Beatles tunes and fantasy in Yesterday, a mesmerizing woman quest in China and Buddy, a treat for dog lovers
There's are only a few new ones to review today but they're all highly rated.
Notice though that Marvel has re-released Avengers Endgame too. The official reason? "For fans to see (it) one more time on the big screen before it finishes its theatrical run."
Actually, it's to get fans to help the parent company Disney elevate it above Avatar to be the #1 grossing movie of all time. It was only $38 million behind as of Wednesday evening. A few additions, including "an unfinished deleted scene " will be the lure.
A better reason? You can refresh your memory in time for the new Spider-Man movie. It takes place immediately after Endgame and opens Tuesday.
Also check out http://www.thecinematheque.ca/ They've got a terrific series of space movies starting this coming week. A newly restored 2001 is just one of them.
Meanwhile, these are new in town this week:
Yesterday: 3 ½ stars
Long Day's Journey Into Night: 4
Gordon Lightfoot: If You Could Read My Mind: 3 ½
Annabelle Comes Home: --
YESTERDAY: Pure fantasy for Beatles fans. How important were they? it asks. Danny Boyle’s new film, written by, British comedy veteran Richard Curtiss, poses the question by imagining a scenario in which they never existed.
To get there they have to follow a very improbable (winding?) road. It limits what they can do with the inquiry but they do entertain with this high-concept idea. They evoke waves of nostalgia, let us hear covers of 17 beloved songs and settle down content with a feel-good romantic comedy.
Not surprisingly, since there are films like Notting Hill, Love Actually and Slumdog Millionaire in the background as antecedents.
The story boosts Jack Malik, a struggling pub singer played by British TV actor Himesh Patel, into a major star because, after a power outage and a bicycle accident, he’s the only one who knows the Beatles songs. He passes them off as his own and in a recurring motif is interrupted whenever he tries to explain where they really came from. So, he’s not really cheating.
We’re on his side as Ed Sheeren (yes, the real guy) takes him on tour and Kate McKinnon, as an L.A. Music promoter offers visions of what she says is most important: money. We get many wry observations about the music business.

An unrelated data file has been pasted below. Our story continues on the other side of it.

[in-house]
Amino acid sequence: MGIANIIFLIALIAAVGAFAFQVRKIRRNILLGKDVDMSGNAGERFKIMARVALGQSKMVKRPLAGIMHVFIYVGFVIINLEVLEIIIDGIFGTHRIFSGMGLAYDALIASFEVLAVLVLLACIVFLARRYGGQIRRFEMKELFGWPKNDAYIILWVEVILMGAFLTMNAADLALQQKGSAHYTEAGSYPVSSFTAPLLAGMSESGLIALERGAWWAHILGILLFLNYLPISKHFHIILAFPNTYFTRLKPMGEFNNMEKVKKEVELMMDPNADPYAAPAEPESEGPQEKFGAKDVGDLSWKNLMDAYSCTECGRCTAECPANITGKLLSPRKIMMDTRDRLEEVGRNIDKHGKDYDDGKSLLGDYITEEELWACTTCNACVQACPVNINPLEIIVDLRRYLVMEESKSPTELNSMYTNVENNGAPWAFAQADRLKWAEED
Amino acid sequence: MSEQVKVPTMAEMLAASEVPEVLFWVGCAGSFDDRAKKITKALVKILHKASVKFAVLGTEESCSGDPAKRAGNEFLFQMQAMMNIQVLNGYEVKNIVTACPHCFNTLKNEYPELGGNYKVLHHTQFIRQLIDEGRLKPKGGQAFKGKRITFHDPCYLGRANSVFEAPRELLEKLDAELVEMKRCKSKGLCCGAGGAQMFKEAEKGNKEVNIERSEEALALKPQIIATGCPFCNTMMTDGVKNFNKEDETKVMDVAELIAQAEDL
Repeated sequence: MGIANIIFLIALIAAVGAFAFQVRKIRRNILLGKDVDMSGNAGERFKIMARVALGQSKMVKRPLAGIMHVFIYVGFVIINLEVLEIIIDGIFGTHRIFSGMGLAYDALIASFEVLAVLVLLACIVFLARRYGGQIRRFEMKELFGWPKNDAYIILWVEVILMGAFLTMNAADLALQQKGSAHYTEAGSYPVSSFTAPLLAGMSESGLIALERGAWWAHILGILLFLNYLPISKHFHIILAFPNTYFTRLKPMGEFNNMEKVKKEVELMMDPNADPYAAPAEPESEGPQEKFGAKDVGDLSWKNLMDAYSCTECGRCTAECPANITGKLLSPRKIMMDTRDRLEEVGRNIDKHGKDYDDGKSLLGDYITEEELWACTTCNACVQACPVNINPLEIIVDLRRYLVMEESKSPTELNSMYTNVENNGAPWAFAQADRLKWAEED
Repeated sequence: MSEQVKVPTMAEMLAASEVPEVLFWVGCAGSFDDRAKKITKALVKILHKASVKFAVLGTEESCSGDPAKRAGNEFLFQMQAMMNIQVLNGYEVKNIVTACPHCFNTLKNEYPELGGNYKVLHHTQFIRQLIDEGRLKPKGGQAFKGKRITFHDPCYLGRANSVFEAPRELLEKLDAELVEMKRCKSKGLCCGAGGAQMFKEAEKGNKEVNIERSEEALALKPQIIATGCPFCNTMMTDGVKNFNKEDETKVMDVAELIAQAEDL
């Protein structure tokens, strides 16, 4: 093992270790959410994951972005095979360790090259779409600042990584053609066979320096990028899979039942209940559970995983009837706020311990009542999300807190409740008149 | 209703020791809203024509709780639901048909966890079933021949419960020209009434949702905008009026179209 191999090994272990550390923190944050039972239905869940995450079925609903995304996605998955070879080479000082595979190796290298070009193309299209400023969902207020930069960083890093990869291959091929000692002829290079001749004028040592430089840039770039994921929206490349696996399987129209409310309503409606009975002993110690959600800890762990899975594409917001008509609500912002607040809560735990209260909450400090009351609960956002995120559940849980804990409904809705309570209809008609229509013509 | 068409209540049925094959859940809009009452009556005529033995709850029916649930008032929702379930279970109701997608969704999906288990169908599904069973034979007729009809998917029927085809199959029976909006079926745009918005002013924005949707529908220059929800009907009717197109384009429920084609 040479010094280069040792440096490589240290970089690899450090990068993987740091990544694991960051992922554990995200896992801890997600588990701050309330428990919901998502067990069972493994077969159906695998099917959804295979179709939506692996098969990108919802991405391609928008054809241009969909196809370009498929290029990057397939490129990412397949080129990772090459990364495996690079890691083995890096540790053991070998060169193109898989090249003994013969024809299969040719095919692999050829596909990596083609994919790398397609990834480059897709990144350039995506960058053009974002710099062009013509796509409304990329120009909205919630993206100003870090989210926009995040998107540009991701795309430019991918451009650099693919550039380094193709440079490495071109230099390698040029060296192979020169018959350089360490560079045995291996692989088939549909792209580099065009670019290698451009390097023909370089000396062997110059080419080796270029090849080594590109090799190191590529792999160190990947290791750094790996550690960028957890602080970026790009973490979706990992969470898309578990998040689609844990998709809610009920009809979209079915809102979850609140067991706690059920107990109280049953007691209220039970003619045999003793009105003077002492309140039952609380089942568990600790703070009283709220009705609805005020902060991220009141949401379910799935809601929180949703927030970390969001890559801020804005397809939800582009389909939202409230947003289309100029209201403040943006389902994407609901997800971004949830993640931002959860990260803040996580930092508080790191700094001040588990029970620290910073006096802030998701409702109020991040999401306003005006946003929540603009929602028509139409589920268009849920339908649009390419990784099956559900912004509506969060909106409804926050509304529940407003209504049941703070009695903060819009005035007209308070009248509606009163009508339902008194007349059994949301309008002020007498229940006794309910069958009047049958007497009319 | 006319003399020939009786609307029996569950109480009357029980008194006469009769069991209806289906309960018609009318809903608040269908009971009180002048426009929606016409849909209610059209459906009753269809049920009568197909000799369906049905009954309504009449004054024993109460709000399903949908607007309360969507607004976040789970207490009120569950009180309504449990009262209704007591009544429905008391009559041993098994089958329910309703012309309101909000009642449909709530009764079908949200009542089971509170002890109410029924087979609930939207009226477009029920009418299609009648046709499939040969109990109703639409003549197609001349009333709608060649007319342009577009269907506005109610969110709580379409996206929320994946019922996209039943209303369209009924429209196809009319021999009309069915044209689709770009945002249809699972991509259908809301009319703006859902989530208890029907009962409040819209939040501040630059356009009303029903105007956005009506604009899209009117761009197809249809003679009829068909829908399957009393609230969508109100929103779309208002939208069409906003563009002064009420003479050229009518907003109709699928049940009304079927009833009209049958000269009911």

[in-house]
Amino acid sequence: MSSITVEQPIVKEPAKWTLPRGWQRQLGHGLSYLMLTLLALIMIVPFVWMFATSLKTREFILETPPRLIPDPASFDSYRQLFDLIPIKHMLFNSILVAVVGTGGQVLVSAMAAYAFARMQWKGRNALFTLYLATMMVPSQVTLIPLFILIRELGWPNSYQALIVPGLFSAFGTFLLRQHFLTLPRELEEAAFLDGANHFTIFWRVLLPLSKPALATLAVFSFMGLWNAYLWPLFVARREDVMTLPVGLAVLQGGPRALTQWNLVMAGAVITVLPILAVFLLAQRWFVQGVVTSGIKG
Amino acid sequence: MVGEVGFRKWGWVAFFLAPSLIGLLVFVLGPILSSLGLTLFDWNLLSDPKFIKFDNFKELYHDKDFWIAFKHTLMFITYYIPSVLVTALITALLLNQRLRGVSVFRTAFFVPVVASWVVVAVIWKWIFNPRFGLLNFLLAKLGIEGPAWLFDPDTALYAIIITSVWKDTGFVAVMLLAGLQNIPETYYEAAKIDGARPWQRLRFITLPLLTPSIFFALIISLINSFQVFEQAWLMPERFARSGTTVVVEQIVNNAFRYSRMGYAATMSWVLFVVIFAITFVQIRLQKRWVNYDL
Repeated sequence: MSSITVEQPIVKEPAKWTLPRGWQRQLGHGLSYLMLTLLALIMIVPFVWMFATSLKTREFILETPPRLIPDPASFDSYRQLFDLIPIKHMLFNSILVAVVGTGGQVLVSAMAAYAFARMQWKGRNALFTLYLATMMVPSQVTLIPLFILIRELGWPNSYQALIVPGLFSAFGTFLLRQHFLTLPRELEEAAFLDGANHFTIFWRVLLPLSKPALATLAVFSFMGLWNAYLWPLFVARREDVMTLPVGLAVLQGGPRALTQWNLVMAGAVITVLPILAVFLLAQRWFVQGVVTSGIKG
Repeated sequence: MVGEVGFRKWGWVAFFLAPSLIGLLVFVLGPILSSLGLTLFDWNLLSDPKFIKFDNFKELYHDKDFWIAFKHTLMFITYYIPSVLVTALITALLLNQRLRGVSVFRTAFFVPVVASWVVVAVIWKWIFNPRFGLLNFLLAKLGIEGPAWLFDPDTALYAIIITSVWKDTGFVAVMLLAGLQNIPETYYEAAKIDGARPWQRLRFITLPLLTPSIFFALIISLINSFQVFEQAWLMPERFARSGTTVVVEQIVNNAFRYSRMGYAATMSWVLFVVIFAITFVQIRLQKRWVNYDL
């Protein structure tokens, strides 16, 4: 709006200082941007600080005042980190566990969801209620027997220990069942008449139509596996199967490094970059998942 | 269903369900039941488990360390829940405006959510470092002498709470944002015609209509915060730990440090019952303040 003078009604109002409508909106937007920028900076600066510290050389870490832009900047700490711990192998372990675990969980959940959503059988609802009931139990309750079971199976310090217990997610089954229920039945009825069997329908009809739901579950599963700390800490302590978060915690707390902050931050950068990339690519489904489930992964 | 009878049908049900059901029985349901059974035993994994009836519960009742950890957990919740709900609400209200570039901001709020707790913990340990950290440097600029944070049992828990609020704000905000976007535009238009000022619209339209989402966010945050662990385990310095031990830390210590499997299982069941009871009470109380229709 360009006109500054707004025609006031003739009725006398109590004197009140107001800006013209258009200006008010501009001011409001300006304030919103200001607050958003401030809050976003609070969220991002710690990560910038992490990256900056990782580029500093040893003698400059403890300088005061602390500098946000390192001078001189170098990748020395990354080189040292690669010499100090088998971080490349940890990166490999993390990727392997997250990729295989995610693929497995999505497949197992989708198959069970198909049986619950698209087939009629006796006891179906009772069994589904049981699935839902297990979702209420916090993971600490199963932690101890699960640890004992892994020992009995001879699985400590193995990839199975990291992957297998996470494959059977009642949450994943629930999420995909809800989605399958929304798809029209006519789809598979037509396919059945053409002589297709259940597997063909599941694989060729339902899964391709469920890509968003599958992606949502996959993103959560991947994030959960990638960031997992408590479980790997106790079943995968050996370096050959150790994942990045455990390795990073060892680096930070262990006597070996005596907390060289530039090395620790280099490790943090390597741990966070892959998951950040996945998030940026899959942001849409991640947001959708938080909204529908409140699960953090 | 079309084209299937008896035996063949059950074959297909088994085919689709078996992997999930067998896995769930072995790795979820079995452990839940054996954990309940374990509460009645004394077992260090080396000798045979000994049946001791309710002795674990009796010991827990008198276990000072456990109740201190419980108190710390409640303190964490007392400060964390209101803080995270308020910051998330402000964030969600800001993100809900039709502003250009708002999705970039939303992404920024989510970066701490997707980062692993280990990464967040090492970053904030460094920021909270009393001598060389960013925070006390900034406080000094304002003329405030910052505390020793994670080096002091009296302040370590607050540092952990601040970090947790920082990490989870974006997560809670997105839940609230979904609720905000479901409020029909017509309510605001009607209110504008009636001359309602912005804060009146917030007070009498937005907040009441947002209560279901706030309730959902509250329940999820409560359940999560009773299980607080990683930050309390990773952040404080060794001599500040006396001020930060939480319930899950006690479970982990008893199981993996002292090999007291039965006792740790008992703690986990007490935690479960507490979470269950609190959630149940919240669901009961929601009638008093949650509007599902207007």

While Jack plays to huge crowds (and sings Back in the U.S.S.R. in Moscow) he all but disregards his long-time girlfriend (Lily James) who has been in love with him since they were children. Will he wake up to her? Will anyone expose his musical deception? Will he admit it himself? The film keeps you hanging on, laughing quite often and enjoying an easy, warm glow. (5th Avenue and suburban theatres) 3 out of 5
LONG DAY’S JOURNEY INTO NIGHT: (or Last Evening on Earth, if you translate the original Chinese title) is not the Eugene O’Neill play but a completely original and even audacious second film by Bi Gan. To me it’s one of those rare films that I can’t really figure out but love anyway. It’s long, slow and mesmerizing. It alerts us at the opening about dreams (“an out of body experience”) and then trips out on one of them. Or so it seems. It’s not often clear what is and isn’t. But then it puts on a bravura display of filmmaking technique that you have to see.
A man (Wang Jue) returning to his hometown when his father dies, inherits a van and recalls that he once loved a woman there (played by the Chinese film star Tang Wei) and sets out to find her.
He only has an old photo and somebody else’s phone number to help him. He finds a woman in prison who says she sent the photo, a gangster his friend was involved with and the friend herself, although she says she’s not her. The story becomes a swirl of impressions, memories, vaguaries. We don’t know what’s happening now and what was in the past. And yet it’s engrossing. Although a character shown eating an apple for over two minutes does test your patience.